It's been a long time since my first and second entries in the Balance Series, but Part 3 has finally arrived. As the summer winds to a close, it seems appropriate to consider an obvious but important question: should graduate students and early career faculty teach summer courses?
In my limited experience in the profession, my impression is that a decent number of graduate students teach summer courses but that full-time professors rarely do so. Lecturers with temporary positions seem about as likely to teach summer courses as graduate students. Admittedly, since so much of this comes from anecdotal evidence, I imagine there's a lot of institutional variation here.
I have a taught a summer course during both of my summers at the University of Tennessee. In both cases, the classes took place almost exclusively during June and had 24 meetings of 90 minutes. These classes are brutal because they meet every weekday and (aside from the 4th of July), there are no holidays. As a result, I did not have time to do much of anything else while I was teaching those summer courses.
While teaching a course independently is great experience and the summer stipend for teaching is quite high compared to the stipend I receive during a typical semester, acquiring this extra experience and money essentially requires sacrificing 7 weeks (1 for prep work, 5 for the course, and 1 for final grading) of the summer. Since that time could be spent working on research-related activities, it's worth considering whether summer teaching is worth it.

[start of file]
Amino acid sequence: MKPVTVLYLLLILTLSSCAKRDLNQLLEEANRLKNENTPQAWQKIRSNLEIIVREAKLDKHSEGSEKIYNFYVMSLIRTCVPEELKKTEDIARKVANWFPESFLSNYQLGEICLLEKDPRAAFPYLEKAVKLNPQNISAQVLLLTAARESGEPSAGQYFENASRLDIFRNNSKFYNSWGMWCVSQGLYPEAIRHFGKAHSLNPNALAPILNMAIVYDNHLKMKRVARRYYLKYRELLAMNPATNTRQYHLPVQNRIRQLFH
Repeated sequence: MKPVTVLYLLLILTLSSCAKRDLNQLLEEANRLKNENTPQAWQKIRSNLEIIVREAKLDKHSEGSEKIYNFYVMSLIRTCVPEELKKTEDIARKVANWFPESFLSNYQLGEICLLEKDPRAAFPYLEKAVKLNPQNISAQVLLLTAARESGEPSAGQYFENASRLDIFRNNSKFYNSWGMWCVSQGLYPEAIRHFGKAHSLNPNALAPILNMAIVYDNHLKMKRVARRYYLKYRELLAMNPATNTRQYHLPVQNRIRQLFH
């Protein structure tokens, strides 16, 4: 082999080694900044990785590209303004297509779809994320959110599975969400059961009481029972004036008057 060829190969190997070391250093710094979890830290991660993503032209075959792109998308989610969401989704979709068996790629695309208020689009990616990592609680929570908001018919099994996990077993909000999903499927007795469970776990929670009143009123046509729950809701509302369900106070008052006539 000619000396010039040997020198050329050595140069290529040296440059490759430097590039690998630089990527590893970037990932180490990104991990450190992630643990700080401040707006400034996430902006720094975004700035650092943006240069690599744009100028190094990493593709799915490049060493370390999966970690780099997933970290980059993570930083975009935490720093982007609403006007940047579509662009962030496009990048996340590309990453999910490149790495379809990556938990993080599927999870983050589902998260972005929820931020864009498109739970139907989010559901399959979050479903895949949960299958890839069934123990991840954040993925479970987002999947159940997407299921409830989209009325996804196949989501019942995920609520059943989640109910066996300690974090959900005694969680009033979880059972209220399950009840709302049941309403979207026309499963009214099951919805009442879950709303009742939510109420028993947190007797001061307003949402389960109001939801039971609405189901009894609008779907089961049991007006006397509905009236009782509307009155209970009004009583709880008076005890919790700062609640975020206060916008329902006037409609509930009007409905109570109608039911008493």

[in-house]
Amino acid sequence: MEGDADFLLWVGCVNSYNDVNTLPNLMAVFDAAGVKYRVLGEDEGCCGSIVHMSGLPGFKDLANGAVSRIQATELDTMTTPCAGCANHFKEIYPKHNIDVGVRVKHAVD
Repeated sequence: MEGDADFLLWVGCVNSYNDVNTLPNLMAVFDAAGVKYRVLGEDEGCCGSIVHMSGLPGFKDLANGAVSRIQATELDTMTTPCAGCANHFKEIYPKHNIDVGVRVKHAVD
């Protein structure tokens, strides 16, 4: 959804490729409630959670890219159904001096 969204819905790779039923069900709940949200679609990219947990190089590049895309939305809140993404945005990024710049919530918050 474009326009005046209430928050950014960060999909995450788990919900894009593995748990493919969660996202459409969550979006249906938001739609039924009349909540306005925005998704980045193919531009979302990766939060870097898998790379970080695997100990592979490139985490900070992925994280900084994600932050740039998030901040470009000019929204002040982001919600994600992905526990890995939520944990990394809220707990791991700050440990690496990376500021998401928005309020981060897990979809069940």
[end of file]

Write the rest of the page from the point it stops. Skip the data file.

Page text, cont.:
In my own experience, I've found teaching these courses quite valuable, particularly because I am still a relatively inexperienced teacher the grand scheme of things. But if I were, for example, working on a dissertation or preparing to go on the job market, I can see how the summer might be put to better use by focusing on other things. What are your thoughts, readers?